The Heavy Burden of Level-Headedness

by Henry Farrell on July 9, 2007


Christopher Caldwell on Michael Moore:

Mr Moore’s enemy … is the complexity of it. He rejects subtleties. His goal is not to break through to those who do not agree with him but to drown out the doubts of those who do. Those who sit down to watch Sicko without a broad knowledge of the US healthcare system will leave the theatre with a shallower understanding of the crisis than the one they arrived with. One should face up to the fact that this is the way Americans increasingly choose to get their information on all sorts of issues, not just healthcare policy. The appetite for slanted ideological dramas grows. Mr Moore is not alone in satisfying it. His anti-Bush documentary, Fahrenheit 9/11, was met with the anti-Kerry adverts of Swift Boat Veterans for Truth. Perhaps the internet has made this kind of journalism easier. Mr Moore has been described as a “tireless researcher”, but you do not have to be, nowadays. He notes in his film that an online appeal for healthcare horror stories yielded 25,000 of them within a week. In a country of 300m people, any such appeal will provide enough anecdotal evidence to edit into a plausible and even rollicking case for pretty much anything – and to liberate a grateful populace from the heavy burden of level-headedness.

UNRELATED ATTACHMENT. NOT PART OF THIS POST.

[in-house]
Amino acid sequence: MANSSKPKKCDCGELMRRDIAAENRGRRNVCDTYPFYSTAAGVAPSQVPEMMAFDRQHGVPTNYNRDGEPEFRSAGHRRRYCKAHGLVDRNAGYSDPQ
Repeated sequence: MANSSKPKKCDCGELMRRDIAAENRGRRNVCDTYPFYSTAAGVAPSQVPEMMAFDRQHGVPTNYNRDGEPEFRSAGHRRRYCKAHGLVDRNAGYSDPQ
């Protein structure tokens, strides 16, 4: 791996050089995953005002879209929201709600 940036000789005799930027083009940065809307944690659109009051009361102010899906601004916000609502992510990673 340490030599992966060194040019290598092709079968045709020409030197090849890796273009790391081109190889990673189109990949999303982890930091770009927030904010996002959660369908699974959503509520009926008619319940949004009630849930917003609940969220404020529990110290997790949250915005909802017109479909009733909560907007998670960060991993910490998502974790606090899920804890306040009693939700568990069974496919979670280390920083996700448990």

Doesn’t this prissiness about simple-minded propagandistic cherrypickers sit a little oddly when it comes from one of two senior editors at the _Weekly Standard_, the gutter-trawling publication that perhaps did more than any of the others of its ilk to “propagandize”: for the “Iraq war”:, to relentlessly “simplify”: and “smooth away “: the reasons why the occupation would fail, and to “demonize”: those who argued against it? And so it continues. Kieran has already “mentioned”: last week’s “everything’s dandy with the surge”: number from the Kagans, who, as he says, “get to author policy and neutrally report on it at the same time.” This week’s “The soldiers think they can win. Some Senators lose their nerve” “version”: of the same theme from Caldwell’s boss, William Kristol isn’t exactly what you’d call a level-headed assessment of the facts either. And that’s not even getting into the Weekly Standard‘s list of associate editors, which includes such notable flinty-eyed pursuers of truth as Charles Krauthammer, Tucker Carlson and John Podhoretz. Slanted ideological dramas, how are ya.


by Kieran Healy on July 9, 2007

I had to stop at the local Wild Oats this morning to pick up my monthly supply of liberal condescension. Some of the fruit was labeled “Organic.” The non-organic stuff was labeled “Conventional.” I found this a little odd, because when I see “Conventional” used as a label, I expect its opposite to be “Nuclear.”